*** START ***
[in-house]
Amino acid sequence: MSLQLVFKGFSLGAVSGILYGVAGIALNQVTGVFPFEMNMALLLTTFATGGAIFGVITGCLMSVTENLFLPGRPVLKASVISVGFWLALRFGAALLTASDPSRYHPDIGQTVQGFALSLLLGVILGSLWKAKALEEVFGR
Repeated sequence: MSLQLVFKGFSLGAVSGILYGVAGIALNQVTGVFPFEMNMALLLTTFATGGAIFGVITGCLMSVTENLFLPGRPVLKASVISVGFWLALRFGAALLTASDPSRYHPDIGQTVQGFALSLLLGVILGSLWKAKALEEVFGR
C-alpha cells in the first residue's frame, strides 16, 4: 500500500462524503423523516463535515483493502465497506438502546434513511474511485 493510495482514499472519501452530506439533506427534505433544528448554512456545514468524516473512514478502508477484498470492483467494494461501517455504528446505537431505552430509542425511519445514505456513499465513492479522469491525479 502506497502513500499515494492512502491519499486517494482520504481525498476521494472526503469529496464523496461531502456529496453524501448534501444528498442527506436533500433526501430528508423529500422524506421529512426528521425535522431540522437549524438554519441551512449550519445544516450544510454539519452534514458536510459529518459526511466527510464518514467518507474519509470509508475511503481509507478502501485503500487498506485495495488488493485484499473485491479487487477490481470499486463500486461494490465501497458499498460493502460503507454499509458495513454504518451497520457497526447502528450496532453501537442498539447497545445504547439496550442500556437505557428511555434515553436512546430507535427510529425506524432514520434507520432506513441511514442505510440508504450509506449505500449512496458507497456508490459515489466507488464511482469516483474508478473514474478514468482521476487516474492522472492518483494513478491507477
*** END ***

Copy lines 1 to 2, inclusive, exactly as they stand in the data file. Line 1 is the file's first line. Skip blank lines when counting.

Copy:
[in-house]
Amino acid sequence: MSLQLVFKGFSLGAVSGILYGVAGIALNQVTGVFPFEMNMALLLTTFATGGAIFGVITGCLMSVTENLFLPGRPVLKASVISVGFWLALRFGAALLTASDPSRYHPDIGQTVQGFALSLLLGVILGSLWKAKALEEVFGR